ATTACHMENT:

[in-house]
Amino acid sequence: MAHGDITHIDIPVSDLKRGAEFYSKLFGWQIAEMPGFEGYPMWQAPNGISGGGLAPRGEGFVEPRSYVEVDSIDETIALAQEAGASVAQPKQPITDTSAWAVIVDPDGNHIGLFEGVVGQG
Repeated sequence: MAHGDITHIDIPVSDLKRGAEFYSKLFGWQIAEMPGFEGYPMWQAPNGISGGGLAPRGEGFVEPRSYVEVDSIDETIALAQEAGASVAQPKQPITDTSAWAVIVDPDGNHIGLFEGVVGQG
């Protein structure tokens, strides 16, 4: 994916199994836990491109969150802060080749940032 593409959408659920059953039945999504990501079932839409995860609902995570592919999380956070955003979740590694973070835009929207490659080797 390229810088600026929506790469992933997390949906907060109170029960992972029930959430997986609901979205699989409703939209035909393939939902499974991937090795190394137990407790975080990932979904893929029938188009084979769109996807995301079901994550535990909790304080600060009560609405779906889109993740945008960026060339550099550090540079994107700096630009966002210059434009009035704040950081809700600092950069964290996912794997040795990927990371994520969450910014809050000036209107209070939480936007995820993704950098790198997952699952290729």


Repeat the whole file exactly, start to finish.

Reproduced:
[in-house]
Amino acid sequence: MAHGDITHIDIPVSDLKRGAEFYSKLFGWQIAEMPGFEGYPMWQAPNGISGGGLAPRGEGFVEPRSYVEVDSIDETIALAQEAGASVAQPKQPITDTSAWAVIVDPDGNHIGLFEGVVGQG
Repeated sequence: MAHGDITHIDIPVSDLKRGAEFYSKLFGWQIAEMPGFEGYPMWQAPNGISGGGLAPRGEGFVEPRSYVEVDSIDETIALAQEAGASVAQPKQPITDTSAWAVIVDPDGNHIGLFEGVVGQG
């Protein structure tokens, strides 16, 4: 994916199994836990491109969150802060080749940032 593409959408659920059953039945999504990501079932839409995860609902995570592919999380956070955003979740590694973070835009929207490659080797 390229810088600026929506790469992933997390949906907060109170029960992972029930959430997986609901979205699989409703939209035909393939939902499974991937090795190394137990407790975080990932979904893929029938188009084979769109996807995301079901994550535990909790304080600060009560609405779906889109993740945008960026060339550099550090540079994107700096630009966002210059434009009035704040950081809700600092950069964290996912794997040795990927990371994520969450910014809050000036209107209070939480936007995820993704950098790198997952699952290729």